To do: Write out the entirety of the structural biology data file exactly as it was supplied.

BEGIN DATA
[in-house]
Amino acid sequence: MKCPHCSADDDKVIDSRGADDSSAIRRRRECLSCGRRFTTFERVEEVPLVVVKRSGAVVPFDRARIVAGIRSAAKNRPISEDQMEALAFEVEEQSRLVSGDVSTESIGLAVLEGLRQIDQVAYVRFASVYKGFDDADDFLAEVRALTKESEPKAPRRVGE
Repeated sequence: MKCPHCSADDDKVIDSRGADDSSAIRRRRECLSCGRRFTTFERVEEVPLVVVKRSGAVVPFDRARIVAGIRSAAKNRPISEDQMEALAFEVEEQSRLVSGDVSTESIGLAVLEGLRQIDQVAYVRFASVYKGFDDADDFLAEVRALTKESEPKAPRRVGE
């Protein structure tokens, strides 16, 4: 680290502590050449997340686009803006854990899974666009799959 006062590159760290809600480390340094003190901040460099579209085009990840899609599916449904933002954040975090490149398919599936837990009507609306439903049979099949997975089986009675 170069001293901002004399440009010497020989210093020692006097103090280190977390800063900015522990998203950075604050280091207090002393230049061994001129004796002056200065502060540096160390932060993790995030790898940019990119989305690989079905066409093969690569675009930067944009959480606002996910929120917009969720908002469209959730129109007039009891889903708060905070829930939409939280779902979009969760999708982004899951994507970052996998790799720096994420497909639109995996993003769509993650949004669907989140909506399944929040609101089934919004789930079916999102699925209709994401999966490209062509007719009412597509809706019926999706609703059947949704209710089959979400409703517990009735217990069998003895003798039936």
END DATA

[in-house]
Amino acid sequence: MKCPHCSADDDKVIDSRGADDSSAIRRRRECLSCGRRFTTFERVEEVPLVVVKRSGAVVPFDRARIVAGIRSAAKNRPISEDQMEALAFEVEEQSRLVSGDVSTESIGLAVLEGLRQIDQVAYVRFASVYKGFDDADDFLAEVRALTKESEPKAPRRVGE
Repeated sequence: MKCPHCSADDDKVIDSRGADDSSAIRRRRECLSCGRRFTTFERVEEVPLVVVKRSGAVVPFDRARIVAGIRSAAKNRPISEDQMEALAFEVEEQSRLVSGDVSTESIGLAVLEGLRQIDQVAYVRFASVYKGFDDADDFLAEVRALTKESEPKAPRRVGE
């Protein structure tokens, strides 16, 4: 680290502590050449997340686009803006854990899974666009799959 006062590159760290809600480390340094003190901040460099579209085009990840899609599916449904933002954040975090490149398919599936837990009507609306439903049979099949997975089986009675 170069001293901002004399440009010497020989210093020692006097103090280190977390800063900015522990998203950075604050280091207090002393230049061994001129004796002056200065502060540096160390932060993790995030790898940019990119989305690989079905066409093969690569675009930067944009959480606002996910929120917009969720908002469209959730129109007039009891889903708060905070829930939409939280779902979009969760999708982004899951994507970052996998790799720096994420497909639109995996993003769509993650949004669907989140909506399944929040609101089934919004789930079916999102699925209709994401999966490209062509007719009412597509809706019926999706609703059947949704209710089959979400409703517990009735217990069998003895003798039936």